How well does Rift distinguish itself from the rest of the MMO crowd in terms of gameplay? It certainly has a lot of the tropes found in most MMOs, for good or ill. FedEx quests, escort quests, body count quests, assassination quests, in terms of quest design there’s not a whole lot of new ground being broken. Questing is still important, however, as the story elements which Trion has clearly invested a great deal of time and effort into are brought forth. I particularly enjoy the decision to make a distinction between the smaller story arcs found in each region and the “epic” quest line for each faction that runs from the starting areas all the way to the endgame content. It gives almost a literary feel to what would be otherwise dull errands in each zone.


rift          rift


Probably the greatest strength and the neatest innovations within Rift are found in the character progressions. Both factions have the same four general paths of Warrior, Cleric, Rogue, and Mage. Each path has the same eight specializations regardless of faction, with a ninth one exclusively for PvP play. Yet the strength of the system comes from the diversity of character builds available. Play styles now actually matter. Hard choices now have to be made. Do you spread your points over three souls, creating a sort of Swiss Army knife of a character who can handle most general questing duties pretty well? Or do you create a single soul build, filling up every possible power and ability, the ultimate specialist? Luckily for players, Trion clearly realizes that people are not only going to want to experiment but have various builds handy so they can shift from a general PvE build to a specialized PvP build or dungeon/raid build. Players will have the opportunity for four different “role” builds on each character, so the theorycrafters will have plenty of room to play around. The one hitch that I’ve been able to detect with the system as it exists now is that while the skills and power sets are easily changed, players will need to carry their alternative build gear with them rather than being able to switch out gear sets with the same ease found in WoW.

Trion doesn’t seem to have skimped on trying to tell a sweeping epic of a story. Rather than the somewhat disjointed and stumbling storylines found in WoW, players make their way through a world that is balanced upon the knife’s edge. The tutorial areas get the story started nicely and also neatly describe the mutual antipathy between the two factions even as a much larger threat looms over them. Neither side is inherently good or evil, though each is quick to claim the former for themselves and ascribe the latter to their opponent. The Guardian faction claims divine blessings for their powers and their mission, which definitely gives a sense of holy zeal to their NPCs and their quests. Their tutorial zone puts players at “the beginning of the end,” the first emergence of the overarching threat of planar invasion by Regulos that will doom the world of Telara, ultimately sending players forward in time to re-engage the threat. Meanwhile, the Defiant faction has their tutorial during the last dying moments of Telara’s existence, their fusion of magic and technology fighting a losing battle against the endless hordes of Regulos and his minions, eventually sending players back in time at the end to change the past and prevent the end of the world. The two perspectives are definitely worth rolling up toons on both factions just to watch how their storylines unfold. Trion recently finished their first “world event” and while it was enjoyable at the start, it was the finish that irritated a lot of players, particularly with long login queues and only a very short window of time to try and experience the final stages of the event. It was a rookie mistake, but Trion seems to be listening to their player base and have made at least some amends. I’m certainly looking forward to the next event they put out.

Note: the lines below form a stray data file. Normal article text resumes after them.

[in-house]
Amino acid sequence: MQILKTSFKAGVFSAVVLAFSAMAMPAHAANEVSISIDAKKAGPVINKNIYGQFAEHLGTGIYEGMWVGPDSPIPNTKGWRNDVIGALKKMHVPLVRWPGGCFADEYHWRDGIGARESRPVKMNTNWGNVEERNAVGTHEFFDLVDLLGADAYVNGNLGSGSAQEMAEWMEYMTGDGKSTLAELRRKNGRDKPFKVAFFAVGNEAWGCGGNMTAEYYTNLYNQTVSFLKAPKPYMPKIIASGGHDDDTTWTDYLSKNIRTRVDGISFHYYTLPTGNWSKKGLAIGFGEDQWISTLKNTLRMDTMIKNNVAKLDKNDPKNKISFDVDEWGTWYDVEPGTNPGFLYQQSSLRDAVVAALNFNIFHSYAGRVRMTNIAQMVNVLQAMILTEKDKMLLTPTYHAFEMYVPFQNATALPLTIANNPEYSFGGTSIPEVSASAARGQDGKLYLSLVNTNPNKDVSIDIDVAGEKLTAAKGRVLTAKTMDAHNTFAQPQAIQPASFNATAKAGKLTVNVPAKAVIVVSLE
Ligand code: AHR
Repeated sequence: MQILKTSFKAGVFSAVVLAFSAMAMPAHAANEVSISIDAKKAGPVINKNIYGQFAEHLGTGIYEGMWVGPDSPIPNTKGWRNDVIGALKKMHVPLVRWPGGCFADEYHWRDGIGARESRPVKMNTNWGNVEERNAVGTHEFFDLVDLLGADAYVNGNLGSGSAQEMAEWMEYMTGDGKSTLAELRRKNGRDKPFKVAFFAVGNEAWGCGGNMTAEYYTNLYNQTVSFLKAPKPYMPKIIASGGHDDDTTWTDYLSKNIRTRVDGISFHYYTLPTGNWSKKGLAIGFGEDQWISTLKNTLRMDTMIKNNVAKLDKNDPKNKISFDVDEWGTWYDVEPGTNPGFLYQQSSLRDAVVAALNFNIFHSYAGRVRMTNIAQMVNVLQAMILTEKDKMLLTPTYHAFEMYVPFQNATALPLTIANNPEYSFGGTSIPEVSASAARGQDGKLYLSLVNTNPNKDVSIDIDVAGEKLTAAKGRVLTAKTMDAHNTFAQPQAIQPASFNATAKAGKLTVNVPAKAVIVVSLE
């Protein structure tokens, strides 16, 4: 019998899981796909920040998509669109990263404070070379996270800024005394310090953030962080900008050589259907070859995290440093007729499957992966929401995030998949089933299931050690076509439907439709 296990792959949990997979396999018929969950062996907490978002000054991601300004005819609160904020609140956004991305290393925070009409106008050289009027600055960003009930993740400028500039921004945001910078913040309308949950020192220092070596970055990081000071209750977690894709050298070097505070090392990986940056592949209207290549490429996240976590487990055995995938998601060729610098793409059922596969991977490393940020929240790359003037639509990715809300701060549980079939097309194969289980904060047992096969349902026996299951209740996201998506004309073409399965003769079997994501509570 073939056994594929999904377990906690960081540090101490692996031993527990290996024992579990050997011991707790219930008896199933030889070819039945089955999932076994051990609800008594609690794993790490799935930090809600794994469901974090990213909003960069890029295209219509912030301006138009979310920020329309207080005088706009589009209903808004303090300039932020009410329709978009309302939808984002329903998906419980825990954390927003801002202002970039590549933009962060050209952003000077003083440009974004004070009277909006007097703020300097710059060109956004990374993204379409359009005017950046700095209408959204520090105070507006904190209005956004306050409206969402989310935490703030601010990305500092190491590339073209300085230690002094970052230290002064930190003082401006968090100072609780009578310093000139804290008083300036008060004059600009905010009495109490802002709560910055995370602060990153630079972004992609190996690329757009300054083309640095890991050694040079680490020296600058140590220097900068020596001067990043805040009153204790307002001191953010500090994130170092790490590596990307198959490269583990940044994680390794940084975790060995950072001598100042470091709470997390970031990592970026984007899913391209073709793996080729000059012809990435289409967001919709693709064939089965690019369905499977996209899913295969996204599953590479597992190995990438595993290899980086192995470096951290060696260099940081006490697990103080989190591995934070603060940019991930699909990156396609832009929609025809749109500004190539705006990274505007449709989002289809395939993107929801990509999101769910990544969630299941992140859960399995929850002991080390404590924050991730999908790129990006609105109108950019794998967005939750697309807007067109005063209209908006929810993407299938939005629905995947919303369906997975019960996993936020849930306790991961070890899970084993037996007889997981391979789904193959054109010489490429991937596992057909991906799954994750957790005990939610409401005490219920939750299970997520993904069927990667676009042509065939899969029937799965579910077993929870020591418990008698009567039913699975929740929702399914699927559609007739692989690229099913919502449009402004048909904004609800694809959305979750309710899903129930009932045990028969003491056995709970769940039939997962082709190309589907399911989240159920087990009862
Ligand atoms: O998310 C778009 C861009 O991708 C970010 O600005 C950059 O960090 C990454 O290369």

For anybody who has thoroughly burned themselves out on WoW or the MMO of their choice, Rift offers a new opportunity to explore a fantasy world that has a far different feel than Azeroth. There is a greater feeling of choice in character progression, a more intricate and detailed background, and a deeper sense of immersion in the world. It may not be a WoW-killer, but it certainly gives the Blizzard juggernaut serious competition.


- Axel Cushing

(May, 4, 2011)